Plant Talk

Dr. James Still – Doctor of the Pines: A Brief Account of the Life and Legacy of a 19th-Century Herbalist

Posted in History & People on February 25, 2022, by Samantha D'Acunto & Shea Wert

Samantha D’Acunto is Reference Librarian and Shea Wert is User Services Librarian in the LuEsther T. Mertz Library at The New York Botanical Garden.

An antique photograph of a man in a black and white suit, labeled James Still“A great mind is planted within us in the beginning of our lives, and, like other plants, it needs cultivation and watering from the best fountains.”

Dr. James Still, Early Recollections and Life of Dr. James Still, p. 5

Though not a formally trained physician by Western standards, Dr. James Still was known to many as the Doctor of the Pines; his skills as a herbalist and physician provided care for a countless number of people in the community of Medford Township and throughout New Jersey pinelands.

Still was a curious child, documented as often being seen exploring his surroundings or experimenting with found items and objects. In his lifetime he persevered through many tragedies. Born to parents who were formerly enslaved, he experienced extreme poverty and limited educational oppourtunities. His first wife, Angelina Willow, and daughter, Beulah, died within a year of each other. He spent many hours grueling over factory work until he inherited his father’s land upon his death.

Nevertheless, Still persisted and made the most out of what life provided. He remarried and had seven children with Henrietta Thomas. Upon inheriting his family’s land, he had an opportunity to rekindle the childhood curiosities of his youth: plants, nature, and science. He taught himself medical botany through books and experimentation with plants and herbs. Applying the techniques he read about, he furthered his knowledge of tinctures, essences, poultices, and bitters while under the apprenticeship of a local physician. Soon he was a leading herbalist and self-trained physician in his own right—inspiring future practitioners in the medical fields.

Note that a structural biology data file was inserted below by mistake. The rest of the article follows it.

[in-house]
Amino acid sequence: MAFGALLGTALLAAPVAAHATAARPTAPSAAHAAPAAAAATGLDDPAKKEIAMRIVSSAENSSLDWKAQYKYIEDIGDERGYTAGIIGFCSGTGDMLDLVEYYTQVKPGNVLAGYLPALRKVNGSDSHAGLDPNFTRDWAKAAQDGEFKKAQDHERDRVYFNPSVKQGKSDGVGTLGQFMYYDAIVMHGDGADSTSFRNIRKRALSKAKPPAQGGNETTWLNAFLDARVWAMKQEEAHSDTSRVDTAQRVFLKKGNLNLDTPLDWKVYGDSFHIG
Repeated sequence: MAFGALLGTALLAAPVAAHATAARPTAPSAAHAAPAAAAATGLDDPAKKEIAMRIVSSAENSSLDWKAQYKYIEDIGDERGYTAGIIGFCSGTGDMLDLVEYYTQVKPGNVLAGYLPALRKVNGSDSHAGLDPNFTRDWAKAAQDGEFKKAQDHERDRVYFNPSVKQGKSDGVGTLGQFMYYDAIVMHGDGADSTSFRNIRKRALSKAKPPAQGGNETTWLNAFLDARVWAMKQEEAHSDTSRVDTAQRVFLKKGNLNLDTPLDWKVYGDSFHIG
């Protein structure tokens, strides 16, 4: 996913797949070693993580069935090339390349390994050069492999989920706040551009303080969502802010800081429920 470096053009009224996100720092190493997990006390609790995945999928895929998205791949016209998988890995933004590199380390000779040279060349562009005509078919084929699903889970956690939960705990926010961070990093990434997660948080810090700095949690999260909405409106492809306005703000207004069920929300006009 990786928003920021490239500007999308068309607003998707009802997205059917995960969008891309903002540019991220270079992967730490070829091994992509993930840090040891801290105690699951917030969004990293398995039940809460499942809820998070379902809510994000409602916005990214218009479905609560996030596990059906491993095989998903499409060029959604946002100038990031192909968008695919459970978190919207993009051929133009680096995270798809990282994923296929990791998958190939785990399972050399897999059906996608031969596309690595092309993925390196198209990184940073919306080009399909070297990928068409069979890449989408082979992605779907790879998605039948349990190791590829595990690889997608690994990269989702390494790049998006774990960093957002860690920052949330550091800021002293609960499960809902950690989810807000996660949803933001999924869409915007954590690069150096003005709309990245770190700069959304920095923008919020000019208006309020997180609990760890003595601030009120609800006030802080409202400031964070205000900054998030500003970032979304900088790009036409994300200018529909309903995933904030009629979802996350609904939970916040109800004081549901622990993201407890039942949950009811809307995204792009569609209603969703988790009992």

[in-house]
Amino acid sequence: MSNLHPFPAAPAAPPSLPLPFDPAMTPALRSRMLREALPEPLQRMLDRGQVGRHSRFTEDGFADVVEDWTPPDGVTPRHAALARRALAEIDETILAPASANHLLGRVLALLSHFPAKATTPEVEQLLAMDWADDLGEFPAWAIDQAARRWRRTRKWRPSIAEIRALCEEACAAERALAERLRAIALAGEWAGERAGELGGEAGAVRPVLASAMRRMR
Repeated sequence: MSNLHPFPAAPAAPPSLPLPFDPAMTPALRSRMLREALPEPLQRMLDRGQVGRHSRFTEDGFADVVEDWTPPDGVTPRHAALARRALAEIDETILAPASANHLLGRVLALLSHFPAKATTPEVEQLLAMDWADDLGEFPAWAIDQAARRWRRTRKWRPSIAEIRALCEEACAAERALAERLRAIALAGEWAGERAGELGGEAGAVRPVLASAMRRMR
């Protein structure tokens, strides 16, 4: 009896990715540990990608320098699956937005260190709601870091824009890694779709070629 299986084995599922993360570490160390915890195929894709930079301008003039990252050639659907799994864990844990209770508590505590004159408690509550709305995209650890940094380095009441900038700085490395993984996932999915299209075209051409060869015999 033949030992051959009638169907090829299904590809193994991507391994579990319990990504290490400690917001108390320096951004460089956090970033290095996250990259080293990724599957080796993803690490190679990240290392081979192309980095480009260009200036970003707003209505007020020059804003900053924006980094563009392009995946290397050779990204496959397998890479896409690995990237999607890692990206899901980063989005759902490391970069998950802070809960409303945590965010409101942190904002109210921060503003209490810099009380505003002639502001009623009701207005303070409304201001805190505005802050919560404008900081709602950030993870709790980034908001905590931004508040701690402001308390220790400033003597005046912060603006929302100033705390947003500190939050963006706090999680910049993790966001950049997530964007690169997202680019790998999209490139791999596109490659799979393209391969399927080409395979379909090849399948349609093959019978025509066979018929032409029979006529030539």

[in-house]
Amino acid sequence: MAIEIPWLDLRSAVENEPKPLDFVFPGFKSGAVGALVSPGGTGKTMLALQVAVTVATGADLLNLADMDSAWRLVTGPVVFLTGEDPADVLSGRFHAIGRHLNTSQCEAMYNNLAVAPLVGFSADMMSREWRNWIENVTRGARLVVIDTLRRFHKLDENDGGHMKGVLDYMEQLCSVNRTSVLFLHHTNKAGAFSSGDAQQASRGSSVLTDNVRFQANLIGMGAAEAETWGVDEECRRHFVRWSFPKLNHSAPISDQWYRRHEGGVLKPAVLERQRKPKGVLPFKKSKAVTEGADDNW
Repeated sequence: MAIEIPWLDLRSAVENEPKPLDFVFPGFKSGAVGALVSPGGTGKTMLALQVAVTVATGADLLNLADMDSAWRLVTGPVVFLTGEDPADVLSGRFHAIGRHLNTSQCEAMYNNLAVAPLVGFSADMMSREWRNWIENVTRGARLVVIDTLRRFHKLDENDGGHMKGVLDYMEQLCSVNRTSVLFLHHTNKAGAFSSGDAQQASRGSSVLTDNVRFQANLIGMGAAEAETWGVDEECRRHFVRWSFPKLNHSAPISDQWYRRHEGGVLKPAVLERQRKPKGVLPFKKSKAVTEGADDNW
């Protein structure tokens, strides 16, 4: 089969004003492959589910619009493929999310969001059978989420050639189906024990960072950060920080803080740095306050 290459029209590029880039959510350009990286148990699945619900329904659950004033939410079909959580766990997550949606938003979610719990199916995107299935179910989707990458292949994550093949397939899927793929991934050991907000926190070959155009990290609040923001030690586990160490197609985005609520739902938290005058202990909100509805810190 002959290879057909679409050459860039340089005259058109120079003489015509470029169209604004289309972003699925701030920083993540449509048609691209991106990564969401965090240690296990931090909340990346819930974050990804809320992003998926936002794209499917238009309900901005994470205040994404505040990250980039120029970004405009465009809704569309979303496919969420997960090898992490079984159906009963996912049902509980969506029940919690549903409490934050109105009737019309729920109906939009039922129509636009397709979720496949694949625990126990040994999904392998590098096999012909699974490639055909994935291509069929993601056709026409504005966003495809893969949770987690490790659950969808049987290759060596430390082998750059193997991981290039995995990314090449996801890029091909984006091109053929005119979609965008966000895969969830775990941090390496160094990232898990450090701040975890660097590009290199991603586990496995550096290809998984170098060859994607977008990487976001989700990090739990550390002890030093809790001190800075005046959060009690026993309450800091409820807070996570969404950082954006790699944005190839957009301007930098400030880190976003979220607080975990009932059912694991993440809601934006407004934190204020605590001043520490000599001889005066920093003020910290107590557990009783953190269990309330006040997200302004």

His legacy and enthusiasm for healing and caring for community was carried on by his son, James Thomas Still (1840–95), one of the first Black graduates of Harvard’s School of Medicine in 1871, and later by his great-grandnephew, Dr. Cecil C. Still (1931–2012), who wrote Botany and Healing: Medicinal Plants of New Jersey and the Region. In the preface of Botany and Healing, Dr. Cecil C. Still recalls the elder Dr. James Still’s influence on his career path, stating:

“Although Still’s direct descendants did not carry on his herbal medicine practice, I feel that knowing about his achievements stimulated my own early interests in looking for local medicinal plants and growing them myself. As important as James Still was in his time, I am convinced that the only reason we are aware of his life and medical practice is that he left a written record of his activities.”

Consider learning more about Dr. James Still in his autobiography, Early Recollections and Life of Dr. James Still (1812–1885), available to read in the LuEsther T. Mertz Library or follow the links below.


Dr. James Still Historic Office and Education Center,

“Dr. Still Center for Education.” Medford Historical Society,

“Official Site of the State of New Jersey.” NJDEP | Dr. James Still Office Historic Site | New Jersey State Park Service,

Still, Cecil C. Botany and Healing: Medicinal Plants of New Jersey and the Region. Rutgers University Press, 1998.

“Still, James Thomas.” Omeka RSS,–james-thomas.

Still, James. Early Recollections and Life of Dr. James Still, 1812–1885. Rutgers Univ. Press, 1973.

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